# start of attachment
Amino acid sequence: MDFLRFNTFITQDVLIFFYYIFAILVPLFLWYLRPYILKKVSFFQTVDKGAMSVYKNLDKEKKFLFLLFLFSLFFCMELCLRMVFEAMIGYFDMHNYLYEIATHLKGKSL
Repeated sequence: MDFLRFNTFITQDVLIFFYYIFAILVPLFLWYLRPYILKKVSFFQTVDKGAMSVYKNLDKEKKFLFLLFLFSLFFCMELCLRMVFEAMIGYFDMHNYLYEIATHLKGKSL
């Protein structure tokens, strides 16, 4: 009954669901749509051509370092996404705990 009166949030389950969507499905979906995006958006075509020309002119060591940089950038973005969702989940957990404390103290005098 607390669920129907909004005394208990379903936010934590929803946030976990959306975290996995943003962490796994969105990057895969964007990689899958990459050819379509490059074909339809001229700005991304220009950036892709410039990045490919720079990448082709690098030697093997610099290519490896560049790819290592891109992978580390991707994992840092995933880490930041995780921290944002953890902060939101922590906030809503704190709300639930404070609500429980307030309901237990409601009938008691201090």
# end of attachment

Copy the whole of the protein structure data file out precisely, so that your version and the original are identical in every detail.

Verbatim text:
Amino acid sequence: MDFLRFNTFITQDVLIFFYYIFAILVPLFLWYLRPYILKKVSFFQTVDKGAMSVYKNLDKEKKFLFLLFLFSLFFCMELCLRMVFEAMIGYFDMHNYLYEIATHLKGKSL
Repeated sequence: MDFLRFNTFITQDVLIFFYYIFAILVPLFLWYLRPYILKKVSFFQTVDKGAMSVYKNLDKEKKFLFLLFLFSLFFCMELCLRMVFEAMIGYFDMHNYLYEIATHLKGKSL
């Protein structure tokens, strides 16, 4: 009954669901749509051509370092996404705990 009166949030389950969507499905979906995006958006075509020309002119060591940089950038973005969702989940957990404390103290005098 607390669920129907909004005394208990379903936010934590929803946030976990959306975290996995943003962490796994969105990057895969964007990689899958990459050819379509490059074909339809001229700005991304220009950036892709410039990045490919720079990448082709690098030697093997610099290519490896560049790819290592891109992978580390991707994992840092995933880490930041995780921290944002953890902060939101922590906030809503704190709300639930404070609500429980307030309901237990409601009938008691201090």